It seems an odd thing to say about any Mori Kaoru chapter – especially one with so many curves – but as I was reading “Sister-Bride” it struck me that the art wasn’t quite up to Mori-sensei’s usual standard. Or at least that it was different, somehow. Maybe it’s just my imagination, but I didn’t note as much detail as normal for Otoyomegatari. Of course she’s so much better than just about anyone else in manga that even an off month for Mori is still in the 99th percentile art-wise, and she has a remarkable eye for the female body (and a concept of beauty that was – fittingly enough – more in fashion a hundred years ago than it is today).
As for story, I confess I’m still not warmed up to the bird in a gilded cage, Anis. The first time Otoyomegatari left Amira and Karluk for an extended period was for the sisters Laila and Leyli, and that story had a little more initial purchase than this one does. It’s all pleasant enough, but so far there’s not much emotional connection for me. For now it’s just a rich girl who’s a little lonely in her mansion with her adoring husband and beautiful child, but when her path intersects with Mr. Smith (it did briefly here, but he didn’t realize at the time) maybe things will pick up.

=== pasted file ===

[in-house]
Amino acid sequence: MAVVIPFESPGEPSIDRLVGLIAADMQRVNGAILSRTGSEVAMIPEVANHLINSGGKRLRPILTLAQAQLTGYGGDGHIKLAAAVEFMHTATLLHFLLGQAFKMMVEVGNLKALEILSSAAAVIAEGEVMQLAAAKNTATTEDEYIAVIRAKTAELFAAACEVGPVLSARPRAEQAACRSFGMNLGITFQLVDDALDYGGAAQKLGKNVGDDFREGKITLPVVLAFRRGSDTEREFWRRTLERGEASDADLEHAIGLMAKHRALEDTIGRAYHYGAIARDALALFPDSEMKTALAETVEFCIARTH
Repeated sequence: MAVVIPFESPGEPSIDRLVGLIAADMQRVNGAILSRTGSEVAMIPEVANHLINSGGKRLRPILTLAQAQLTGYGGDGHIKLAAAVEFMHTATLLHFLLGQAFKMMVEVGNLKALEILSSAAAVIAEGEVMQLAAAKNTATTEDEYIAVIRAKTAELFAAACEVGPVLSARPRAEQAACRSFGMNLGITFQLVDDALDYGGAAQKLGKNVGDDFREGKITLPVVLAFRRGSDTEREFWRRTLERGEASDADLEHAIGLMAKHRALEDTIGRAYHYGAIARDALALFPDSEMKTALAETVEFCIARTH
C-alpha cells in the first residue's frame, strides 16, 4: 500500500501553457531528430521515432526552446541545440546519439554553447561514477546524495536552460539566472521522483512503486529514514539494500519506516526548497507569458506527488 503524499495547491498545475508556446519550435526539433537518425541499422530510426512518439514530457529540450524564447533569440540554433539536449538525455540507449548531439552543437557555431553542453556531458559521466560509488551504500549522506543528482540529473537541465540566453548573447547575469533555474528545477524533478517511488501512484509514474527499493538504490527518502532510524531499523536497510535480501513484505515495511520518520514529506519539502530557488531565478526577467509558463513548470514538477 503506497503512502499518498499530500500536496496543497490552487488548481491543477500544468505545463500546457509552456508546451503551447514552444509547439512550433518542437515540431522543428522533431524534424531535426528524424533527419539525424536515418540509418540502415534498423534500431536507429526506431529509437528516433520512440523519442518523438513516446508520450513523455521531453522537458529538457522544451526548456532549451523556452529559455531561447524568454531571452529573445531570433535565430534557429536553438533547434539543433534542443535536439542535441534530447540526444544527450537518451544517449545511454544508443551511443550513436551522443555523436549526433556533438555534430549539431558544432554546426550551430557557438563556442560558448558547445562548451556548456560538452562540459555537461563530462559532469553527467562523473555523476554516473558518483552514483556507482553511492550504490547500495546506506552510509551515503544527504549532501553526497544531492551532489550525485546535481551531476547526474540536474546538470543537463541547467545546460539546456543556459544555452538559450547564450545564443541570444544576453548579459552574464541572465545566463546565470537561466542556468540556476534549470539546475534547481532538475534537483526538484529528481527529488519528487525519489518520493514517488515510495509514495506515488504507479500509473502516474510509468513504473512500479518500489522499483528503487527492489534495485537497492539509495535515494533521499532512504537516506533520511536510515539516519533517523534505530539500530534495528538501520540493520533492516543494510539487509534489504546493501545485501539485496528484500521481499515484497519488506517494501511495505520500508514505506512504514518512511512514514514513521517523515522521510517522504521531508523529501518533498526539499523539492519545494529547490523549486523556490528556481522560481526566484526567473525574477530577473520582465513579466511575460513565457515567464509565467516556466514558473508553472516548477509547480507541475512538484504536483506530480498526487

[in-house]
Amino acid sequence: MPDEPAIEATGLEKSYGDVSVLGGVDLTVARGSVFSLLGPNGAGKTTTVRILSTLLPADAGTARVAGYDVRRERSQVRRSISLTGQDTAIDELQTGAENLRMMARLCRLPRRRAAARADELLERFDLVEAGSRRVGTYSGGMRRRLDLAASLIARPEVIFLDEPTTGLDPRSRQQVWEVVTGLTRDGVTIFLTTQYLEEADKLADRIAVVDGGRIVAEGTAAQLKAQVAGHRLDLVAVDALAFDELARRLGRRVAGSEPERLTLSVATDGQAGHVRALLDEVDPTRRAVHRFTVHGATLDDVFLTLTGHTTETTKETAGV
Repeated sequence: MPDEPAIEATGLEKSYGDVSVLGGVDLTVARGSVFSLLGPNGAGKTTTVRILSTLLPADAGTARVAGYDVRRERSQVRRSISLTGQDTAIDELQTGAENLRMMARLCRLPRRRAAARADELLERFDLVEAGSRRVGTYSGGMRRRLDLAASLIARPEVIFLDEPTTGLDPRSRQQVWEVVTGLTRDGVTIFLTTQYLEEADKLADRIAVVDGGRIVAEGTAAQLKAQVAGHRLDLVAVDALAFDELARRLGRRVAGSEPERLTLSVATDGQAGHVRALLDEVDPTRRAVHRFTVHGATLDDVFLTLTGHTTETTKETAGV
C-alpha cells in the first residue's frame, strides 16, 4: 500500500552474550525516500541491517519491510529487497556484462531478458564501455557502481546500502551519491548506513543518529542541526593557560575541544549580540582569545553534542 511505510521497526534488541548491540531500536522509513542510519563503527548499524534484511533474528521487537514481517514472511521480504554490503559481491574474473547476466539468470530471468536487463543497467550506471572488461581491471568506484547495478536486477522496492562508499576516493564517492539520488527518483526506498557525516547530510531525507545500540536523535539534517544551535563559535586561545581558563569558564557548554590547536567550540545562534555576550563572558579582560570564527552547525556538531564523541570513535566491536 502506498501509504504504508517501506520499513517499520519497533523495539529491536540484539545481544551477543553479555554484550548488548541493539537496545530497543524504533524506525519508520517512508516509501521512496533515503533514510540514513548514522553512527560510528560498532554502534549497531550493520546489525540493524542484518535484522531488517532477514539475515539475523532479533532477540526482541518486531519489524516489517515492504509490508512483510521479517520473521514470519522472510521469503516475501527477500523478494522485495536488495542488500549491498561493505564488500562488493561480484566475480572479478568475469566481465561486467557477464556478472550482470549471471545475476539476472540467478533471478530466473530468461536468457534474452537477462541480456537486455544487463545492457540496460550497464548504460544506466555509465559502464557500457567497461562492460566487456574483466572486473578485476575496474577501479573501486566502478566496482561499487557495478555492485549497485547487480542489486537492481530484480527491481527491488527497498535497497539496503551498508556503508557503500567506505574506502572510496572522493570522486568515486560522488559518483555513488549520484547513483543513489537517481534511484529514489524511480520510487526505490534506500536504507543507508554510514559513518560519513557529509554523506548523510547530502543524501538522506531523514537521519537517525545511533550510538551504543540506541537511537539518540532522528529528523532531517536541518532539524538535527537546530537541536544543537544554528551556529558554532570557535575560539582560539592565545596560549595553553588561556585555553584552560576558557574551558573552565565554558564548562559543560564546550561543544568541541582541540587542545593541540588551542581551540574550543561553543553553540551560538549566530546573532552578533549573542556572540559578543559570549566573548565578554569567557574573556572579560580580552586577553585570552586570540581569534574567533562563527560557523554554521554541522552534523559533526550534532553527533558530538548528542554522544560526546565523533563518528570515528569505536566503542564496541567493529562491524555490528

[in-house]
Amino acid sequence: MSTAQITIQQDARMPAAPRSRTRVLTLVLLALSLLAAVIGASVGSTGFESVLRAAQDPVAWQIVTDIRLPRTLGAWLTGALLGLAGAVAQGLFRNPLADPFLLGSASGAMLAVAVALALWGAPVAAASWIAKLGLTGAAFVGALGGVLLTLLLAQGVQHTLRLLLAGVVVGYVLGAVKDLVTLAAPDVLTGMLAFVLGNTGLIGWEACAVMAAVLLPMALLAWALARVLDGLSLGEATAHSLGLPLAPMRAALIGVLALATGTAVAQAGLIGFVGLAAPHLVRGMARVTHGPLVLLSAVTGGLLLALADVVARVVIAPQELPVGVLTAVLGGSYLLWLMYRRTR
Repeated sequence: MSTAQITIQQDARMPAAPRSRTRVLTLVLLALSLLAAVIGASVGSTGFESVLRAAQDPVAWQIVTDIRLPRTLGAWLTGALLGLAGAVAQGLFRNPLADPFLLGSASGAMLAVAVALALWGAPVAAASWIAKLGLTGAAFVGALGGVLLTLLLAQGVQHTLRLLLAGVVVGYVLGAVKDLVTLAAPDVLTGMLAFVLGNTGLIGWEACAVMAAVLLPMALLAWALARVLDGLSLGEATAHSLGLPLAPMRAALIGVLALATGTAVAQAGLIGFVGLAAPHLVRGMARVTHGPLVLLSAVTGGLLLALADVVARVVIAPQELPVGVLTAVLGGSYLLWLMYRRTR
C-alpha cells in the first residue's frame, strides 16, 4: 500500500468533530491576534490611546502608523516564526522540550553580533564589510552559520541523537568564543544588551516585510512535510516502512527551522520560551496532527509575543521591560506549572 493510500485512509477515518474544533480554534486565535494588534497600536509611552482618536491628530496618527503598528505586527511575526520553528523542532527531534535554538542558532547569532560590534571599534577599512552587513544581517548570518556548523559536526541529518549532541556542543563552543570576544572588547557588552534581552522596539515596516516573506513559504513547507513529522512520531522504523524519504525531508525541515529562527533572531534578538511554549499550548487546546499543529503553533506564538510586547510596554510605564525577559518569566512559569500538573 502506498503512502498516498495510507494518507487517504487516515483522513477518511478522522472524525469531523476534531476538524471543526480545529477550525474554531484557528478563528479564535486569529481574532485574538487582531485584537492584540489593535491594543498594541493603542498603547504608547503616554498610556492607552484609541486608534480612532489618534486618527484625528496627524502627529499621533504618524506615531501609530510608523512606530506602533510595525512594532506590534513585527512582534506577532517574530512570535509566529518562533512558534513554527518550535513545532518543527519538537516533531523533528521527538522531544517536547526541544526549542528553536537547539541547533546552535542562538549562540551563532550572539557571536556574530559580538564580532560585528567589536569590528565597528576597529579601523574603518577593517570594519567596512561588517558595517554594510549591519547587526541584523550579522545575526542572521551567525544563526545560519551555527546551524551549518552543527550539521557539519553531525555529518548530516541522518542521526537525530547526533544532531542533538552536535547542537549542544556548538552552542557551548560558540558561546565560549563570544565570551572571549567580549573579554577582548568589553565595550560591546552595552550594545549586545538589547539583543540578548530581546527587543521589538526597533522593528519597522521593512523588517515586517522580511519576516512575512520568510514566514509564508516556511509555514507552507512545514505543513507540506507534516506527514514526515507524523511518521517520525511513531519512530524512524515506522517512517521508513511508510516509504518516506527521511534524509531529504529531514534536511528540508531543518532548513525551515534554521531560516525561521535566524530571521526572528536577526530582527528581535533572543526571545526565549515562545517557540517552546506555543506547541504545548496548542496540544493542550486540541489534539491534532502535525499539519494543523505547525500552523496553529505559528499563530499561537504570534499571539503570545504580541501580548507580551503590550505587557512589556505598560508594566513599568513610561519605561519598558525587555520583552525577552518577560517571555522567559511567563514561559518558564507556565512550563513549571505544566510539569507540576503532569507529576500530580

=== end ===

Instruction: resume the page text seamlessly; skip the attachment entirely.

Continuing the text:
The bulk of this chapter is spent inside a proverbial Turkish bath. That’s where Anis’ handmaid suggests she go to meet a “sister-wife” – a married woman with child who enters into a vow of sisterhood with another in the same situation, to act as a support of support system. It’s an interesting notion, and if nothing else it gets Anis out of the house and mingling with other people, which she clearly longs deeply to go. It also gives Mori-sensei a chance to draw a passel of the kind of buxom, rounded female figures she specializes in depicting. And no one can do it like she can.